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We had a good time at last night’s economic forum. Thanks to those of you who came and asked some good questions. Here’s a recap if you missed it, or if you wanted some links to the things we talked about. (My colleagues tweeted some of the points made in the forum here.)
The panel, moderated by Scott Lewis, comprised Rich Toscano, Ryan Ratcliff, Jim Klinge and me.
Here are a few points I found interesting:
Klinge mentioned the places (like his recent foreclosure listing in Oceanside) where prices are right and are sparking bidding wars. He shared a rule of thumb for figuring out pricing in this market: “If you see houses in your neighborhood selling within the first week, all that means is they’re getting the price right.”
Some recession notes from Ratcliff: We’ve had 11 recessions since World War II that are “cut from the same cloth,” he said. All of them begin with the housing market. San Diego usually, because of its higher-educated workforce, does better than the rest of California and the nation in terms of unemployment. But not this time: “In this recession, we’re actually doing worse,” he said.
Toscano said he’s watching the rate at which the federal government is able to borrow money to keep stimulating the economy. At some point, the entities lending it money could change the terms or stop lending money entirely, which could prove devastating to the economy.
Some links we mentioned in the course of the conversation:
- I brought up Klinge’s recent post (and Toscano’s follow-up) about shadow inventory, or the number of houses that are in some stage of foreclosure but haven’t yet been listed for sale.
- Lewis mentioned this examination of the economic impact of the local defense industry, by my colleague David Washburn, in which some experts posited that the industry might help sustain the economy. Ratcliff agreed the industry might serve as a buffer for losses, “but I think that it’s a small buffer,” he said.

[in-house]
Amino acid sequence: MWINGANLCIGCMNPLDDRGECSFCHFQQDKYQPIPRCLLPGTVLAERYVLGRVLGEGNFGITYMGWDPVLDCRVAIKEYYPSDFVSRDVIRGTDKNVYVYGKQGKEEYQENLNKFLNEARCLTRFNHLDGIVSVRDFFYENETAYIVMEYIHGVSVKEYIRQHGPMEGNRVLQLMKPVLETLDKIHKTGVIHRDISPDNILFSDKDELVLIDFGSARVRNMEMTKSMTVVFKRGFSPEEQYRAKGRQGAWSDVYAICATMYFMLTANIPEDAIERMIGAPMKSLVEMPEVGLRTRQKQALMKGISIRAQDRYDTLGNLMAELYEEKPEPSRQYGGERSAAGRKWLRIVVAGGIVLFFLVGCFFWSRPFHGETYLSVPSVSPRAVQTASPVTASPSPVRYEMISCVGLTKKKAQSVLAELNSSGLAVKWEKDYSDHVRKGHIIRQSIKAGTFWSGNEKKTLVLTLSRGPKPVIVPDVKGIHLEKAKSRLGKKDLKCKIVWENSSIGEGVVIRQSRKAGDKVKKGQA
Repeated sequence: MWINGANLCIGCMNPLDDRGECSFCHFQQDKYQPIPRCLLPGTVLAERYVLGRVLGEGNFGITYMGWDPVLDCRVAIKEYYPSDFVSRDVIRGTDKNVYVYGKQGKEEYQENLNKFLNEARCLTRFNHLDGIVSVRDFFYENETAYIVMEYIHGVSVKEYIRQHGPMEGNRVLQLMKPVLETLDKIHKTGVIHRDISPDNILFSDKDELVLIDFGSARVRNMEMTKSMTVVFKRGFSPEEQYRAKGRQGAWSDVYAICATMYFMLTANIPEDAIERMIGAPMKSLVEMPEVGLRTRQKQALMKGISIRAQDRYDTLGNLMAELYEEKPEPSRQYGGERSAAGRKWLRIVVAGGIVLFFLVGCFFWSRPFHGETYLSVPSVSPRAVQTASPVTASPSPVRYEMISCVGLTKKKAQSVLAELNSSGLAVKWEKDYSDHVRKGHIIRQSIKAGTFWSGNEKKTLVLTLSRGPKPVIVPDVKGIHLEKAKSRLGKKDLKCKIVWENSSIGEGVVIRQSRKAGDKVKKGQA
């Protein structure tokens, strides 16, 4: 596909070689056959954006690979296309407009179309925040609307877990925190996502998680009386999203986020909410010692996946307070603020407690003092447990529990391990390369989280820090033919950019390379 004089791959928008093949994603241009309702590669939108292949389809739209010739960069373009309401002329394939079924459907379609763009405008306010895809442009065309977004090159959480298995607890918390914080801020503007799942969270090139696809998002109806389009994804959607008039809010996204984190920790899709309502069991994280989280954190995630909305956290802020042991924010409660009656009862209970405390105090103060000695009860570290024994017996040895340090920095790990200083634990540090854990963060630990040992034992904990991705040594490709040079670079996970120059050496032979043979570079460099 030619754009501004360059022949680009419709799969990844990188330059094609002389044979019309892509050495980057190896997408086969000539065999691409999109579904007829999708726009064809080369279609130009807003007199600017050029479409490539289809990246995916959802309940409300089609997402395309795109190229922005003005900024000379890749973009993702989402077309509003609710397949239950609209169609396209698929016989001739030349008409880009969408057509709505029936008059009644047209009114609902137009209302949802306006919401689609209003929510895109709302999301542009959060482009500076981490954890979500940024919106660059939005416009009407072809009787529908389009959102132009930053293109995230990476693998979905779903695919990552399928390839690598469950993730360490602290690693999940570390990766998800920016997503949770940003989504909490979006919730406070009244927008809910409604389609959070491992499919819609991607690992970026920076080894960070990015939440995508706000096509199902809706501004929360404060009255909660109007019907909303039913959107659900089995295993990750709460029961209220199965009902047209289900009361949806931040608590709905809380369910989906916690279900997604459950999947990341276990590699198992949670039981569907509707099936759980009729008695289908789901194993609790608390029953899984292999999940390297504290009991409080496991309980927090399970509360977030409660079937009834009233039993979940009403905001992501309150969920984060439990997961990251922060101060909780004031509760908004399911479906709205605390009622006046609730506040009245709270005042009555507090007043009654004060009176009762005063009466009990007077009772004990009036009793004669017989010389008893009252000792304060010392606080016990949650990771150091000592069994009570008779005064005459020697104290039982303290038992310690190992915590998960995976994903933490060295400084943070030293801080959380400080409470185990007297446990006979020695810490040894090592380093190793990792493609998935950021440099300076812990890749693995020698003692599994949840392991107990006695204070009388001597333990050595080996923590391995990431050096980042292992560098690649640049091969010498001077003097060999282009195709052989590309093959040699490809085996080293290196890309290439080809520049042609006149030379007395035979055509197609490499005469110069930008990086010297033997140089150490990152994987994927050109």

- Toscano talked about his recent “prices are reasonable” bombshell and accompanying graphs showing the local wages-to-home-prices ratio.
- An audience member referred to the Case-Shiller home price index (most recent reading) and asked the panelists for predictions on how much further the index had to fall and when the bottom would be. Toscano, Ratcliff and I more or less weaseled out of the question.
But Klinge dropped this prediction like he’d been thinking of it forever, without out any introduction:
“25 percent, December 2011.”
Here’s more on the prediction, from Klinge’s blog post about it today:
Today’s index is 148.25, about what it was in August, 2002.
Knock 25% off and it’ll be 111.19, or about what it was in February, 2001.
- I mentioned some of the weaknesses in the lending industry that became evident in our recent special investigation. And I pointed out that in the recent FBI bust of an alleged mortgage fraud scheme, prosecutors from the U.S. Attorney’s Office said they weren’t considering any role that the lenders might have played in the enabling of the operation. Ratcliff drew a parallel between the innovations in mortgage finance and the “collapse of due diligence.”
Thanks to all of you who attended the forum. I count it an honor to talk to these smart, smart gentlemen frequently. It was great to have a chance to hear some of your thoughts and questions, too. Keep them coming — you can always send me an e-mail at email@example.com.